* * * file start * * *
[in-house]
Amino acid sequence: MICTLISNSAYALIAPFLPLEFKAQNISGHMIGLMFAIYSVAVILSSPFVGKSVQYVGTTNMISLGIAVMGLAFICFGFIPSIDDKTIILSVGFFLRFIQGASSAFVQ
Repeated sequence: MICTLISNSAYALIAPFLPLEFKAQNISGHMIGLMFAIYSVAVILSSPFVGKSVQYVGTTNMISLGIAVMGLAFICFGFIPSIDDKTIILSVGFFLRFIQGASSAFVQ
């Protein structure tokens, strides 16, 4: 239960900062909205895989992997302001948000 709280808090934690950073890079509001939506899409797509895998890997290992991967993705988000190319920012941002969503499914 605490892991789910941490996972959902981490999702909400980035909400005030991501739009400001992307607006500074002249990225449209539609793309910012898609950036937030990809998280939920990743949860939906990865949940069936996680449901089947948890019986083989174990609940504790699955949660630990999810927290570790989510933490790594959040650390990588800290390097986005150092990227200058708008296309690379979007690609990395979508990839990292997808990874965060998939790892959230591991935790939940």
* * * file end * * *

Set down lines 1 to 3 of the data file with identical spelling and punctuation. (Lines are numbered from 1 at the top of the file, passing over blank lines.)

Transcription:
[in-house]
Amino acid sequence: MICTLISNSAYALIAPFLPLEFKAQNISGHMIGLMFAIYSVAVILSSPFVGKSVQYVGTTNMISLGIAVMGLAFICFGFIPSIDDKTIILSVGFFLRFIQGASSAFVQ
Repeated sequence: MICTLISNSAYALIAPFLPLEFKAQNISGHMIGLMFAIYSVAVILSSPFVGKSVQYVGTTNMISLGIAVMGLAFICFGFIPSIDDKTIILSVGFFLRFIQGASSAFVQ